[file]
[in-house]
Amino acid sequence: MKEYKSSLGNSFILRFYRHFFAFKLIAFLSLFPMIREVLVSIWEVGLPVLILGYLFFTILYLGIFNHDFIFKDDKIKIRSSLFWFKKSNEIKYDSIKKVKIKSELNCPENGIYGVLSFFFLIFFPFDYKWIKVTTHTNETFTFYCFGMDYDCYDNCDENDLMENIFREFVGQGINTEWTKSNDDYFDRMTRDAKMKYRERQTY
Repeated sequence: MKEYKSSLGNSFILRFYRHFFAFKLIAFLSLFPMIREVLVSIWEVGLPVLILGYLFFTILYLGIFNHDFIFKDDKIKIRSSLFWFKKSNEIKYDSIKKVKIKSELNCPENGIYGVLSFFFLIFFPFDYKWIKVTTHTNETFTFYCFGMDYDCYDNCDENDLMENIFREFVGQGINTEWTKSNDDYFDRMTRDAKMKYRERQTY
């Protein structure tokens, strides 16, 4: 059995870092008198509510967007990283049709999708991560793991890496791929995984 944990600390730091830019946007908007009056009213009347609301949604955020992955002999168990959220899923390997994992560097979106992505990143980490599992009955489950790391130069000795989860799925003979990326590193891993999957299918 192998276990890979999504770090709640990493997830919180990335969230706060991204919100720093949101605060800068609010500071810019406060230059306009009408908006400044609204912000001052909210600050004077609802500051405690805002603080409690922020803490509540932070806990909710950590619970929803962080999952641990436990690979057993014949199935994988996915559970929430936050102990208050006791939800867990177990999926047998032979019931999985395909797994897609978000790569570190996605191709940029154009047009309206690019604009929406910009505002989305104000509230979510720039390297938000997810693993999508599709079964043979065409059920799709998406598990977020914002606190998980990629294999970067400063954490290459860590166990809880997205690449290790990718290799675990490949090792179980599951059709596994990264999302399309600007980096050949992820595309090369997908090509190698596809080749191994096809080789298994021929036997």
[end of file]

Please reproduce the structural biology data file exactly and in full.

[in-house]
Amino acid sequence: MKEYKSSLGNSFILRFYRHFFAFKLIAFLSLFPMIREVLVSIWEVGLPVLILGYLFFTILYLGIFNHDFIFKDDKIKIRSSLFWFKKSNEIKYDSIKKVKIKSELNCPENGIYGVLSFFFLIFFPFDYKWIKVTTHTNETFTFYCFGMDYDCYDNCDENDLMENIFREFVGQGINTEWTKSNDDYFDRMTRDAKMKYRERQTY
Repeated sequence: MKEYKSSLGNSFILRFYRHFFAFKLIAFLSLFPMIREVLVSIWEVGLPVLILGYLFFTILYLGIFNHDFIFKDDKIKIRSSLFWFKKSNEIKYDSIKKVKIKSELNCPENGIYGVLSFFFLIFFPFDYKWIKVTTHTNETFTFYCFGMDYDCYDNCDENDLMENIFREFVGQGINTEWTKSNDDYFDRMTRDAKMKYRERQTY
């Protein structure tokens, strides 16, 4: 059995870092008198509510967007990283049709999708991560793991890496791929995984 944990600390730091830019946007908007009056009213009347609301949604955020992955002999168990959220899923390997994992560097979106992505990143980490599992009955489950790391130069000795989860799925003979990326590193891993999957299918 192998276990890979999504770090709640990493997830919180990335969230706060991204919100720093949101605060800068609010500071810019406060230059306009009408908006400044609204912000001052909210600050004077609802500051405690805002603080409690922020803490509540932070806990909710950590619970929803962080999952641990436990690979057993014949199935994988996915559970929430936050102990208050006791939800867990177990999926047998032979019931999985395909797994897609978000790569570190996605191709940029154009047009309206690019604009929406910009505002989305104000509230979510720039390297938000997810693993999508599709079964043979065409059920799709998406598990977020914002606190998980990629294999970067400063954490290459860590166990809880997205690449290790990718290799675990490949090792179980599951059709596994990264999302399309600007980096050949992820595309090369997908090509190698596809080749191994096809080789298994021929036997």